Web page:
Cultivating the conditions for discovery is part of the art of seeing, and the slower pace of walking matters. This shoegazing must seem like some kind of brooding fugue state to an outside observer, but while immersed in the flow of fluent thought, I am also deeply attuned with my surroundings. The coins jump to my awareness, not because I am looking for them, but because, it seems, they are looking for me. Sometimes they announce themselves as glorious shiny things beckoning to be picked up, sometimes they are obscured by the abject grime that accumulates with the passing of time. But in all cases, they seem to announce themselves, and paradoxically, the less I look, the more I seem to find. It makes me wonder: perhaps the best strategy for finding a Zahir is not to develop an obsession for it, but to cultivate openness to the possibility of discovery in general.
I think Borges believed that no one should possess a Zahir. He believed that money is abstract. It is possible that over the course of my project, I did, perhaps inadvertently, optimize for discovery. Perhaps, like Borges I could not completely “rid myself of my idée fix”. Perhaps there was a little more attention paid near those parking meters, or a glance at the ground after I had received my change from a cashier. I’m sure I looked where I knew there were opportunities for discovery, and this produced coins on the concrete.
But, it is those moments of unexpected serendipity that are the most delicious. Each time I found a coin or coins in this manner it was like a great discovery had been made; a joy not unlike finding treasure, and that joy became an incentive to look further.
A penny is virtually worthless as currency, but as an auspicious sign, if not a harbinger of good fortune, an upright penny has significant value. It is a sign of good luck to many people, and even those who aren’t usually seduced by these kinds of magical charms might be inclined to pick it up. The joy of the discovery can outweigh the value of what is discovered, and this joy conditions us to look further, to be more aware of treasures abounding (as Diogenes once explained to me on the train from New Haven).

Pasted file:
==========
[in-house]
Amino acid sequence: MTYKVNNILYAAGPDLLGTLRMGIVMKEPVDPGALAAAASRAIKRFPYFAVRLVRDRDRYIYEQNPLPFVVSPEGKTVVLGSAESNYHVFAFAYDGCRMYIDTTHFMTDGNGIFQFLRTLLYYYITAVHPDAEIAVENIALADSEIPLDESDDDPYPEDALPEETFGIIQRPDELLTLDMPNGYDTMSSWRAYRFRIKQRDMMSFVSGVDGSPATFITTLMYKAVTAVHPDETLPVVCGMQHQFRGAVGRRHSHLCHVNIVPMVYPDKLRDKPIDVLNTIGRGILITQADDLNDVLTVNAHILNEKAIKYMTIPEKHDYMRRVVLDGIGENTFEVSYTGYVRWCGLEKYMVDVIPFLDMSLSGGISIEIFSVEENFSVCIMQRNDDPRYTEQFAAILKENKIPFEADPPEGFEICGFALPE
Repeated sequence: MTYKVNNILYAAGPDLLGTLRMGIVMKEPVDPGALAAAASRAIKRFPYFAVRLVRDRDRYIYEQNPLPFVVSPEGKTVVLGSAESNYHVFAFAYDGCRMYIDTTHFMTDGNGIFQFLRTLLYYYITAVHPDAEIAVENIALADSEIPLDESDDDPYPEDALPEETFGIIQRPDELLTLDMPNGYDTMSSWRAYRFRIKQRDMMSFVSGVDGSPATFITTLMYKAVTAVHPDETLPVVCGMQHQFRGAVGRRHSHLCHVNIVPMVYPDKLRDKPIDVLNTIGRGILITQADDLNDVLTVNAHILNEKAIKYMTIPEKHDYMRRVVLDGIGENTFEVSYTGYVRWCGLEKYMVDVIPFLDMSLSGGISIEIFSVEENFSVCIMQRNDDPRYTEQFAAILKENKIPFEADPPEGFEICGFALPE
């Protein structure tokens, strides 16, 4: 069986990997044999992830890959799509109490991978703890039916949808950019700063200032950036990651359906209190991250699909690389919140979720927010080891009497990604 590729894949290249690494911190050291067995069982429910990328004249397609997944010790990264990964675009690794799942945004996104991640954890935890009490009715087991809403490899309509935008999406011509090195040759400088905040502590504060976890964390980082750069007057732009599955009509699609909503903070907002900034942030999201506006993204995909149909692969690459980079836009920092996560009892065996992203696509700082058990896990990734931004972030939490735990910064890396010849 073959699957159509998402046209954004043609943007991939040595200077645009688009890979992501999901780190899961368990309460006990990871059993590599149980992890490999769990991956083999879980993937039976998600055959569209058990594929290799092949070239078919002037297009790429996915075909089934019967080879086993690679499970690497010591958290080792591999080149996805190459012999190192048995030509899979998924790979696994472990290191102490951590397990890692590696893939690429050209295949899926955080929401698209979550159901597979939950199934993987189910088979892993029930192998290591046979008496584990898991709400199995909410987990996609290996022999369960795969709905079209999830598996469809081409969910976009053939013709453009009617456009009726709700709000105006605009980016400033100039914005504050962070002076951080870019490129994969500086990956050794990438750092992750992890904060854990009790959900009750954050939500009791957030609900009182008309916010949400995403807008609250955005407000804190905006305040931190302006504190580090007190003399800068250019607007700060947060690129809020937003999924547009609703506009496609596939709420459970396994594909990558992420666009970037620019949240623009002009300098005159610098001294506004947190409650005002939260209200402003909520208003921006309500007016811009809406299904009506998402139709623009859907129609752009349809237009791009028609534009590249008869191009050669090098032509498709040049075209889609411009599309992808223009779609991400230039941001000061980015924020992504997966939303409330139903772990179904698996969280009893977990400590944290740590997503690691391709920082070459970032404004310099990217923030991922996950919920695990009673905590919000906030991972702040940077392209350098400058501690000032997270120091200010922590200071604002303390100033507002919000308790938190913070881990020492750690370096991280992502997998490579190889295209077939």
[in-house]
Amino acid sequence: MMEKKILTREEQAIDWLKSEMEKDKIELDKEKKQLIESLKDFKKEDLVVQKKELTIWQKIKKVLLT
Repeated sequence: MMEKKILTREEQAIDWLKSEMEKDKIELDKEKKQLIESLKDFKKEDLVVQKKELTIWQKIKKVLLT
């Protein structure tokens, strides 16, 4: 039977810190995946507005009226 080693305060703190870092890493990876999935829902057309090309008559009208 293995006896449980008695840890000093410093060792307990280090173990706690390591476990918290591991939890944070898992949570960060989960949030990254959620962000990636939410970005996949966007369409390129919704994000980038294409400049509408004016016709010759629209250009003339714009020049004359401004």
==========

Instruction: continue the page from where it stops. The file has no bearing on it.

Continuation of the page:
Because of this, because coins are worth more when they are shared than when they are possessed, it has become my custom to leave my tiny treasures in situ for others to find. More recently, I’ve amended this custom by repositioning these coins from the places where I find them to places where they will be found with ease (the top of a fire hydrant, for instance). This is to announce to those who come after me that there is something here to be seen. As if to say to someone I will never know, “Hey you! There is treasure everywhere! All you have to do to claim it is to look!” I believe those coins are transformed by these acts of intention; a modest gift that hopefully makes those who find it a little bit more aware of the great treasures that always already abound all around them.
And maybe one day, I will find a Zahir. Maybe one day, I will let it go.